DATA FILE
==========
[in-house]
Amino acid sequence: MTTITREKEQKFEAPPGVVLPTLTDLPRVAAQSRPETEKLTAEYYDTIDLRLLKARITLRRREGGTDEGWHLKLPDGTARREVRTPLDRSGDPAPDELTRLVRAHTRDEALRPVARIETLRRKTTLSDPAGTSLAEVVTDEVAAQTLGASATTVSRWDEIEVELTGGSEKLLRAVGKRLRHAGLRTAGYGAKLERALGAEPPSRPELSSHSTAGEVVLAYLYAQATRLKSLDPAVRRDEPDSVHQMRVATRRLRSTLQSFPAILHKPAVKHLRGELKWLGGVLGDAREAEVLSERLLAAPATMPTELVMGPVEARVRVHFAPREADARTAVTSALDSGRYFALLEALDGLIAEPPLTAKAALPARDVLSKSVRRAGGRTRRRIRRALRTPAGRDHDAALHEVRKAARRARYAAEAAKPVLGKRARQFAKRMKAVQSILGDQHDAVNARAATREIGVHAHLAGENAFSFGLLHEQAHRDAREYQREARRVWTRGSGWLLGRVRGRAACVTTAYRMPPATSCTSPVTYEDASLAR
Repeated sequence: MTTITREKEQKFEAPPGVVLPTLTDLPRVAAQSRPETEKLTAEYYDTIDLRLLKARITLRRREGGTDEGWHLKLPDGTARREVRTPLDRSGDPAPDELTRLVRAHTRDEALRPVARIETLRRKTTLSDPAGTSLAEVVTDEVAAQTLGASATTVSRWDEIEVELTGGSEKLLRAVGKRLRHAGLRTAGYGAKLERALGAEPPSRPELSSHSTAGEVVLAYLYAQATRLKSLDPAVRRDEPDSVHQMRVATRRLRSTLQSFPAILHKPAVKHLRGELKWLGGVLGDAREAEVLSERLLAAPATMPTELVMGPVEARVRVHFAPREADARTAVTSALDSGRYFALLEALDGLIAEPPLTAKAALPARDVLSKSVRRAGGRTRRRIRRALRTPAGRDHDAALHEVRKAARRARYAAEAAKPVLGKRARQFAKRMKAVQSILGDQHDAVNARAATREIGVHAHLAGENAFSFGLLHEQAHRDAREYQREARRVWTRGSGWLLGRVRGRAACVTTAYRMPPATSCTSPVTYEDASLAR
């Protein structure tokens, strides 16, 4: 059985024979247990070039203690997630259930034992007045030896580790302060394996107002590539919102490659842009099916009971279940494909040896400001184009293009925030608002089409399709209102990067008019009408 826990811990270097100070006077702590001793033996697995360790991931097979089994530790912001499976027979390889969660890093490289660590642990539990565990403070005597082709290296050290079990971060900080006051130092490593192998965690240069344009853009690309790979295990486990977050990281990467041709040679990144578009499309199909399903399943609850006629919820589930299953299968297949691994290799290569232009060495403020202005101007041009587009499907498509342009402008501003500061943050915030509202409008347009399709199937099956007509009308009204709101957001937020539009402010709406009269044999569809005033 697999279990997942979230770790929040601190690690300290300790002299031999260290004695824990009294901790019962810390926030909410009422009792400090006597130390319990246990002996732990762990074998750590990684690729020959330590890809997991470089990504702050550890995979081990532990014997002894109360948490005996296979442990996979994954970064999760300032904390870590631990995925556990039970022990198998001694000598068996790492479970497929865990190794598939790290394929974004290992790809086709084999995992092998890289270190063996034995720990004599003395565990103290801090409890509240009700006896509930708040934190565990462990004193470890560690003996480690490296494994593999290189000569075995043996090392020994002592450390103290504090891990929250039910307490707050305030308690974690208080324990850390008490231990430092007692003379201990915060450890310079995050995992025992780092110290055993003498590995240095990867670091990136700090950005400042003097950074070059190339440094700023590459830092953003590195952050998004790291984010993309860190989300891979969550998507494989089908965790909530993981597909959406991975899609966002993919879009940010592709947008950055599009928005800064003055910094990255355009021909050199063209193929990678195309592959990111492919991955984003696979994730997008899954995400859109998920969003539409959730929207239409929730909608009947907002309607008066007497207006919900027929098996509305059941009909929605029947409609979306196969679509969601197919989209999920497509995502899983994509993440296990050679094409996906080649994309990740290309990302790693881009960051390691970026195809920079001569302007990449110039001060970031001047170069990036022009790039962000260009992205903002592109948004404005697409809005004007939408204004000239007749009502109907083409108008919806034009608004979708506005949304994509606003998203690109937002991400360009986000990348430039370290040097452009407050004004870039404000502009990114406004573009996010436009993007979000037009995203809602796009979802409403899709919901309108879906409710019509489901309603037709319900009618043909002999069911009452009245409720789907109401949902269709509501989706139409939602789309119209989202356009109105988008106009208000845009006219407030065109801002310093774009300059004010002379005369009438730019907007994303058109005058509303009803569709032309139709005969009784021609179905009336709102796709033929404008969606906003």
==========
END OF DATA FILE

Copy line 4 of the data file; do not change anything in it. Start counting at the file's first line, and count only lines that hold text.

């Protein structure tokens, strides 16, 4: 059985024979247990070039203690997630259930034992007045030896580790302060394996107002590539919102490659842009099916009971279940494909040896400001184009293009925030608002089409399709209102990067008019009408 826990811990270097100070006077702590001793033996697995360790991931097979089994530790912001499976027979390889969660890093490289660590642990539990565990403070005597082709290296050290079990971060900080006051130092490593192998965690240069344009853009690309790979295990486990977050990281990467041709040679990144578009499309199909399903399943609850006629919820589930299953299968297949691994290799290569232009060495403020202005101007041009587009499907498509342009402008501003500061943050915030509202409008347009399709199937099956007509009308009204709101957001937020539009402010709406009269044999569809005033 697999279990997942979230770790929040601190690690300290300790002299031999260290004695824990009294901790019962810390926030909410009422009792400090006597130390319990246990002996732990762990074998750590990684690729020959330590890809997991470089990504702050550890995979081990532990014997002894109360948490005996296979442990996979994954970064999760300032904390870590631990995925556990039970022990198998001694000598068996790492479970497929865990190794598939790290394929974004290992790809086709084999995992092998890289270190063996034995720990004599003395565990103290801090409890509240009700006896509930708040934190565990462990004193470890560690003996480690490296494994593999290189000569075995043996090392020994002592450390103290504090891990929250039910307490707050305030308690974690208080324990850390008490231990430092007692003379201990915060450890310079995050995992025992780092110290055993003498590995240095990867670091990136700090950005400042003097950074070059190339440094700023590459830092953003590195952050998004790291984010993309860190989300891979969550998507494989089908965790909530993981597909959406991975899609966002993919879009940010592709947008950055599009928005800064003055910094990255355009021909050199063209193929990678195309592959990111492919991955984003696979994730997008899954995400859109998920969003539409959730929207239409929730909608009947907002309607008066007497207006919900027929098996509305059941009909929605029947409609979306196969679509969601197919989209999920497509995502899983994509993440296990050679094409996906080649994309990740290309990302790693881009960051390691970026195809920079001569302007990449110039001060970031001047170069990036022009790039962000260009992205903002592109948004404005697409809005004007939408204004000239007749009502109907083409108008919806034009608004979708506005949304994509606003998203690109937002991400360009986000990348430039370290040097452009407050004004870039404000502009990114406004573009996010436009993007979000037009995203809602796009979802409403899709919901309108879906409710019509489901309603037709319900009618043909002999069911009452009245409720789907109401949902269709509501989706139409939602789309119209989202356009109105988008106009208000845009006219407030065109801002310093774009300059004010002379005369009438730019907007994303058109005058509303009803569709032309139709005969009784021609179905009336709102796709033929404008969606906003």